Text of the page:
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Sunday Seniors: Hanover line dancing class offers a challenge to get in the groove

  • Liz Sauchelli. Copyright (c) Valley News. May not be reprinted or used online without permission. Send requests to

  • Jamie Orr, left, of Enfield, leads a line dance class last Tuesday (Dec. 3) at the R.W. Black Community Center in Hanover. To his right is Thelma Fontaine, of Lebanon, who has been taking line dance classes with Orr for more than a decade. (Valley News — Liz Sauchelli)

  • Jamie Orr, center, of Enfield, N.H., teaches line dancing at Damon Hall on Monday, November 30, 2015. The class meets every Monday from 1-3p.m. (Valley News - Kristen Zeis)

    Copyright � Valley News. May not be reprinted or used online without permission. Send requests to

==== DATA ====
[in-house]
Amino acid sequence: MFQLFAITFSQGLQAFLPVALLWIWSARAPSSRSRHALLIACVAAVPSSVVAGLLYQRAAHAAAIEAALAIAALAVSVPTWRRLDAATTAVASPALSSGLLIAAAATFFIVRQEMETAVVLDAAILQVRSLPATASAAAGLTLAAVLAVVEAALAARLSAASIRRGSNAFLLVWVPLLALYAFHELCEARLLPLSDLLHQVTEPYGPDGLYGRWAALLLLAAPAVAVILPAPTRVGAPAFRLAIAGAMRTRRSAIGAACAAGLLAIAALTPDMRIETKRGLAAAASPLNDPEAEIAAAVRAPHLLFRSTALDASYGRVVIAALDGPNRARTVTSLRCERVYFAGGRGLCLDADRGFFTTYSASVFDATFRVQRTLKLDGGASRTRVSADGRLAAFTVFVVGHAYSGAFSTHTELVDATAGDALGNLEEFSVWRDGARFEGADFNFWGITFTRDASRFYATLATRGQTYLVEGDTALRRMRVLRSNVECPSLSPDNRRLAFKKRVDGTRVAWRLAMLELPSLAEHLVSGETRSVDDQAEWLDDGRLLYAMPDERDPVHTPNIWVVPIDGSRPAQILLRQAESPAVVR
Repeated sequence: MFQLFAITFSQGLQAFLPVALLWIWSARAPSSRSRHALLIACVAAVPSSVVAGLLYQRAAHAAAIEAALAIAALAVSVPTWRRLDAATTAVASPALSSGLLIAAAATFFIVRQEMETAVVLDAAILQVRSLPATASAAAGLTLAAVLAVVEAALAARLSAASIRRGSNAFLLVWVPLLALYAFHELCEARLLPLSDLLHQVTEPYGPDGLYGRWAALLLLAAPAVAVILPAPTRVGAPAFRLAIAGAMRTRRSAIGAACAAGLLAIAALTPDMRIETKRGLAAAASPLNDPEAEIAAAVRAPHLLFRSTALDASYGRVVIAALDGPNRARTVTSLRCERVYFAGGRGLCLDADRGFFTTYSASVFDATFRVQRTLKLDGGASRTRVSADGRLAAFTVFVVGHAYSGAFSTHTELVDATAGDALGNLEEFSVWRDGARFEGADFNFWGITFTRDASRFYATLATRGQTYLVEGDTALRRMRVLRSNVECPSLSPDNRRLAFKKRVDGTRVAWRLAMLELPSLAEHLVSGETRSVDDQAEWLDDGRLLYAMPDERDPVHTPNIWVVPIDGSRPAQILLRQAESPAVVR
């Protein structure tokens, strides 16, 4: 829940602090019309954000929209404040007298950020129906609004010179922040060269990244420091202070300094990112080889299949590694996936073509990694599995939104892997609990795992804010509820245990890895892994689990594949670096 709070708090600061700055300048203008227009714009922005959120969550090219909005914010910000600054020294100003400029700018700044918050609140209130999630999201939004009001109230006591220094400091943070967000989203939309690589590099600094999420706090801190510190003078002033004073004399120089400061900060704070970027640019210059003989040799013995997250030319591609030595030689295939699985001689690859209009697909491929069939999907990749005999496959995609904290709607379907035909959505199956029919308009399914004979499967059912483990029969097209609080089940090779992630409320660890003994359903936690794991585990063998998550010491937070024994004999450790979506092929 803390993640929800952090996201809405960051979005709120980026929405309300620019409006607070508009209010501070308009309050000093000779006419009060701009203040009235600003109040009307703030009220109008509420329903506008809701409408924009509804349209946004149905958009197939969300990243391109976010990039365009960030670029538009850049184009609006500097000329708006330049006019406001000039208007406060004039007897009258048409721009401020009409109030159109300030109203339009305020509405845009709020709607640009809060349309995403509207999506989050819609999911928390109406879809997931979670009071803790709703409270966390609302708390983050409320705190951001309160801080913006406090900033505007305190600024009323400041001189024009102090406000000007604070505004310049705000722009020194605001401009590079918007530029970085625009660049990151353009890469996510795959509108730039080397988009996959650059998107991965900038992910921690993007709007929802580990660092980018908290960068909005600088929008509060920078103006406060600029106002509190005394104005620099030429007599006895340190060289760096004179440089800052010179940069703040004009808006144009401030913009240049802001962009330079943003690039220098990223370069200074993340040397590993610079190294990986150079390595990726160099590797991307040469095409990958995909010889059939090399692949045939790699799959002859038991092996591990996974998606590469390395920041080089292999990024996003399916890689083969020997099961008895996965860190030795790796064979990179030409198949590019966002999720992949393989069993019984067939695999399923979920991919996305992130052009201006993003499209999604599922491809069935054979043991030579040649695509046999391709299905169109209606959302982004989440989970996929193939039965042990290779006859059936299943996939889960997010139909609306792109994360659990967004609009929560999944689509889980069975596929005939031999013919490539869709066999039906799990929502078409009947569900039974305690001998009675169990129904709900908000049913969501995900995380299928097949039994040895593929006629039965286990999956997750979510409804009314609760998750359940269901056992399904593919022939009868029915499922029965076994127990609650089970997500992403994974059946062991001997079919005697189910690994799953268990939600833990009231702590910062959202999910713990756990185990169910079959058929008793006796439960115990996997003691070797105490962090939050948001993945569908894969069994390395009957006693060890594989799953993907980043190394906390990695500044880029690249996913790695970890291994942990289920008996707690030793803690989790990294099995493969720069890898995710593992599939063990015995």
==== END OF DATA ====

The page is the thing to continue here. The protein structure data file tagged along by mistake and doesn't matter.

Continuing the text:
• Hylene DeVoyd of Hartland picks up the steps taught by Jamie Orr, of Enfield, left, during a weekly line dancing group at Damon Hall in Hartland, Vt. Monday, November 24, 2014. (Valley News - James M. Patterson)

  • Hylene DeVoyd, of Hartland, dances with the line dancing class led by Jamie Orr at Damon Hall in Hartland, Vt., on Monday, April 1, 2019. DeVoyd has been attending the weekly group organized by Aging in Hartland since 2011. "You don't have to have a partner," she said of why she enjoys it. "It's a social time." (Valley News - Joseph Ressler) Copyright Valley News. May not be reprinted or used online without permission. Send requests to

Valley News Calendar Editor
Published: 12/7/2019 10:08:26 PM
Modified: 12/7/2019 10:48:48 PM

I thought a line dancing class with a group of (mostly) seniors in Hanover would be a pleasant way to relieve stress and get an easygoing workout.